Children in UK schools may not be getting the teaching they need to help them become the cybercitizens of the future, warns a new survey published today.
According to the survey, just under a third (29 per cent) of parents sampled think schools are "falling behind in internet teaching", and over half thought their children were not getting effective tutoring at school in the complexities of using the internet.
Nabil Shabka, chief executive and founder of education web community Schoolmaster.net, which commissioned the survey, said 46 per cent felt that "adequate teaching" on the uses of the web was being given.
"UK schools still have to convince parents that they are equipping students with the skills needed to utilise the potential of the internet," he said. "Our work with schools shows that teachers are very keen to provide this education but are lacking the resources, services and support to enable them to do this."
According to the survey, 80 per cent of schools in the UK were expected to have internet access by the end of April this year. Computers are now reaching classrooms in decent numbers, agreed a spokeswoman for the National Union of Teachers (NUT), but there remains a considerable amount of difficulty with training teachers to educate children in internet skills.
"They need proper and appropriate training, especially in the area of primary school teaching. If you take a skilled teacher out of the classroom for a day for internet training, the school has to pay a supply teacher to provide cover. While there may be computers reaching classrooms now, there is no money for extra supply teachers," she said.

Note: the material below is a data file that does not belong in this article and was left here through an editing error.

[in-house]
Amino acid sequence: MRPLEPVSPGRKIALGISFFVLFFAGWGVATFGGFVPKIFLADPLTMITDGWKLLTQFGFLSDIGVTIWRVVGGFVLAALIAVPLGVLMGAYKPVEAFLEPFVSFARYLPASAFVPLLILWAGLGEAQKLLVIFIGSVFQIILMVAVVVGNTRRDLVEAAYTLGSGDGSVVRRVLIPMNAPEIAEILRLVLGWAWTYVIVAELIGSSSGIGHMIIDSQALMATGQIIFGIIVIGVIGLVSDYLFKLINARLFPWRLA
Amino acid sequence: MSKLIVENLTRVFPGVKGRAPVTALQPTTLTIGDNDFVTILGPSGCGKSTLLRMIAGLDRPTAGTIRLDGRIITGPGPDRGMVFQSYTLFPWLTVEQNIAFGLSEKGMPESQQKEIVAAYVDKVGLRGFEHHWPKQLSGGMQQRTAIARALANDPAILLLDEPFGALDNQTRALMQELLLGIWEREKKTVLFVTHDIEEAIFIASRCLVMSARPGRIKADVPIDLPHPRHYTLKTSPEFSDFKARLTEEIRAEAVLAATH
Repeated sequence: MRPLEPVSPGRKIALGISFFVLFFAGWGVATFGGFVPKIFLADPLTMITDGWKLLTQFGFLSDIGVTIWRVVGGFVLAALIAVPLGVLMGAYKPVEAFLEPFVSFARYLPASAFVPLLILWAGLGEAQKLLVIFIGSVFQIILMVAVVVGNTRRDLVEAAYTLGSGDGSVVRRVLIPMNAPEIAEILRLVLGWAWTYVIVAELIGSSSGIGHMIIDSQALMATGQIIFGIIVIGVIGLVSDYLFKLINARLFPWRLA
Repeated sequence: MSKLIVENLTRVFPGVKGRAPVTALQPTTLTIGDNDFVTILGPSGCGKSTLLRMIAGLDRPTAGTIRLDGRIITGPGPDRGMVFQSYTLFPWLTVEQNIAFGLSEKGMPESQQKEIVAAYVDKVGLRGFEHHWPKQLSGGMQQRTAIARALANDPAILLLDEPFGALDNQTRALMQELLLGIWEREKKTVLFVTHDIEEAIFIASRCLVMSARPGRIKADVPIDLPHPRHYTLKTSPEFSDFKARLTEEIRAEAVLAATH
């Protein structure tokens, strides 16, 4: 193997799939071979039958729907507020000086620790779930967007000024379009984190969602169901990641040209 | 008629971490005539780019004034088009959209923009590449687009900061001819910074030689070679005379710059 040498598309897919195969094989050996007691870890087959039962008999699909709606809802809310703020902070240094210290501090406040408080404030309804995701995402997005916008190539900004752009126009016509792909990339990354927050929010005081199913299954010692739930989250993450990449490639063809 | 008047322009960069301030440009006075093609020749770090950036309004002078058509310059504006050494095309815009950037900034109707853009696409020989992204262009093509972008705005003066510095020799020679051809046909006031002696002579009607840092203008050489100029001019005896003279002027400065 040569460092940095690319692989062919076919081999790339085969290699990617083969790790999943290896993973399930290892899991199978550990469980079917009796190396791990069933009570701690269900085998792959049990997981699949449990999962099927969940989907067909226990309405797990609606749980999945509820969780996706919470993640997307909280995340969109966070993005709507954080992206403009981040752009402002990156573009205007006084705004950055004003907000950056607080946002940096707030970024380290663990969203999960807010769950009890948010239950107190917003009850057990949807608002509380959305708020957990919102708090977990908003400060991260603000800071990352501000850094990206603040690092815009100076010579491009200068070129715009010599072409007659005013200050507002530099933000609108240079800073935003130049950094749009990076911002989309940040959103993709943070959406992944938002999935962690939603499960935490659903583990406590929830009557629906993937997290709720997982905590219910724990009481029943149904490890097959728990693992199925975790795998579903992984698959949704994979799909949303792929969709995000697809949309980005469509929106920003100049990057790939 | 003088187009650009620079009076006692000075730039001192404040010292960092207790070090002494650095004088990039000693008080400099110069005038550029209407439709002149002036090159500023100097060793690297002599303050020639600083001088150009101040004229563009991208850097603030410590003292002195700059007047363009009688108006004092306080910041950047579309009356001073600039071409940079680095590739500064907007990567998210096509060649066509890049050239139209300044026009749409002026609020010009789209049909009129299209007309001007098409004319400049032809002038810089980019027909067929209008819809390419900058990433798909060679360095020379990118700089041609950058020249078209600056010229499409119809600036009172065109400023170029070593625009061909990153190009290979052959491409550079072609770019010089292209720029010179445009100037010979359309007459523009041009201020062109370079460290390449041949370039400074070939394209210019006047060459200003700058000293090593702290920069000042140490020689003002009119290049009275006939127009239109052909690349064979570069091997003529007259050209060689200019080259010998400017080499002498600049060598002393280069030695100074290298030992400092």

More alarm bells were sounded by a separate NOP survey commissioned by internet content security specialist, Symantec. According to this survey, one in two children with internet access at home are surfing unsupervised. It also found that one in three parents with web access felt that the internet is "potentially more corrupting" than TV or film.
Aled Miles, Symantec's managing director for the UK and Ireland, said: "With estimates by NOP that over three million UK internet users are aged 17 or under [more than 40 per cent of British children], content security should be the prime consideration of anyone choosing to access the net."
Don't let your children roam cyberspace without keeping a good eye on them, was the message from the NUT spokeswoman: "Computers at home are often in dark corners of the house, and children can hear you coming! Parents should oversee what children are up to on the web. Sit with them and find out where they're surfing."
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